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Piano in Blue

Piano in Blue

—   Columbia Records' historic Steinway D Concert Grand piano

Cinesamples Piano In Blue captures the historic sound of the very same Steinway D Concert Grand Piano recorded at Columbia Records for Miles Davis' "Kind Of Blue," and Glenn Gould's "Goldberg Variations."

Experience a beautifully playable grand piano, now encoded for the free Native Instruments Kontakt Player 6.6.1 and Komplete Kontrol.

We were fortunate to have the opportunity to preserve this iconic combination of this piano in this space, and are proud to make it available for music creators everywhere.

Now works with the free Kontakt Player 6.6.1+ and Komplete Kontrol!
$149 Add to cart

About the Product

As of October 2021, Piano In Blue has been updated to be compatible with the free Kontakt Player 6.6.1+ as well as NKS encoding, and can now be downloaded and installed directly via the Native Access application. This update puts Piano In Blue right in the Libraries tab of Kontakt for easy access, and includes improvements to performance and sound quality. 

The Direct samples have been meticulously treated and de-noised for this latest update. The library had undergone de-noising for a previous update, and this was done again for the Direct samples for the latest NKS update in the fall of 2021. This newest treatment allows the warm richness of the library to come through cleanly and expose the character of this instrument in a natural, playable, controlled way.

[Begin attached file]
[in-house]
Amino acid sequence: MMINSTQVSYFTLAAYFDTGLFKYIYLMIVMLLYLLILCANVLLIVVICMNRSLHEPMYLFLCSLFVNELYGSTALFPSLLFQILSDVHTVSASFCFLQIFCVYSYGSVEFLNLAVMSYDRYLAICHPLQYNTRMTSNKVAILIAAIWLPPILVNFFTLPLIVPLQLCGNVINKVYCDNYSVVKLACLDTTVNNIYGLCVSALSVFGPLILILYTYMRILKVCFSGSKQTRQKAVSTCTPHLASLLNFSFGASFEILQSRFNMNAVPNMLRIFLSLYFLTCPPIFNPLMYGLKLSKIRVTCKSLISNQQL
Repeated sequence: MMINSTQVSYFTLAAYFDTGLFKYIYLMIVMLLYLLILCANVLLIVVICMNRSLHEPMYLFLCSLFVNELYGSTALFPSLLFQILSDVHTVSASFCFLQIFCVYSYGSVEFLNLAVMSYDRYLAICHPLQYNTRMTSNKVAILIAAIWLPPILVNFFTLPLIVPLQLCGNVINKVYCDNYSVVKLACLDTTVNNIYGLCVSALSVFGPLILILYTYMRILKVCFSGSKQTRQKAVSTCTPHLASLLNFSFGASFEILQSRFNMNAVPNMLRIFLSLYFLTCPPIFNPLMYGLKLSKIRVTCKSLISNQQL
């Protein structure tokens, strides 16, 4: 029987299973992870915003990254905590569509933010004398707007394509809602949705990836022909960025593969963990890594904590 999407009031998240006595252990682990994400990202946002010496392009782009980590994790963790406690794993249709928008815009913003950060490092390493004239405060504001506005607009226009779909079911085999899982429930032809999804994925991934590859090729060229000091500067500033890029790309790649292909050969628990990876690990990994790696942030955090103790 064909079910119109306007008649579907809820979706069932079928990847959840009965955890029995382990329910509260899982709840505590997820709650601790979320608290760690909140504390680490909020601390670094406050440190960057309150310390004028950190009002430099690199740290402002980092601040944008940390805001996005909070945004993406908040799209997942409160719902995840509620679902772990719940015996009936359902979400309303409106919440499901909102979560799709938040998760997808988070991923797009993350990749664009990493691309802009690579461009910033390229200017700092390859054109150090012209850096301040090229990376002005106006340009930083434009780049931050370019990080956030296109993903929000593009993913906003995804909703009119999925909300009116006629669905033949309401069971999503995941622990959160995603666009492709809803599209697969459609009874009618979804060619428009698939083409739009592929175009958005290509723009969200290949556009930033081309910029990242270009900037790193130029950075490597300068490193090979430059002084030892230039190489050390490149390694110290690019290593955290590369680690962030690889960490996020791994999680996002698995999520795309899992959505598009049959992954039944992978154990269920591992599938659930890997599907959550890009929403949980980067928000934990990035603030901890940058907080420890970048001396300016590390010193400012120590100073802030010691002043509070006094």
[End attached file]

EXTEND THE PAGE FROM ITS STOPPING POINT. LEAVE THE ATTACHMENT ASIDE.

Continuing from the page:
Note: The Tape samples were not modified for this latest NKS update. 

If you owned the Legacy version of Piano In Blue before it was encoded for Kontakt Player (originally purchased prior to October 2021), you will be receiving a coupon code to upgrade to the new encoded version. Learn more about upgrades in our Help Center.

A friend of ours, John Davis, did a scoring session at Clinton and let us know about the closing as this day was to be the final date. As the conversation drifted from the saddening state of affairs for large stages we came to talk about why this particular stage was a special place.  Although I had previously worked at the this studio I was never aware that the grand in the corner was the “one piano” used in so many of my favorite recordings.

At the time we were in  Seattle conducting some non-cinesamples recordings. Mike and I walked over to secure a copy of Ashley Kahn’s paperback Kind of Blue: The Making of the Miles Davis Masterpiece.  This book pushed us across the threshold and the vision for this session started to become a reality.

As Patti headed back home to put the finishing touches on the Seattle project Barry caught a red-eye that night for Manhattan.  We had arranged to extend the closing date of Clinton by one day, just ensuring us enough time to sample this extraordinary instrument.   Much of the gear being used was already up on Ebay.  It was the last session ever recorded at Clinton.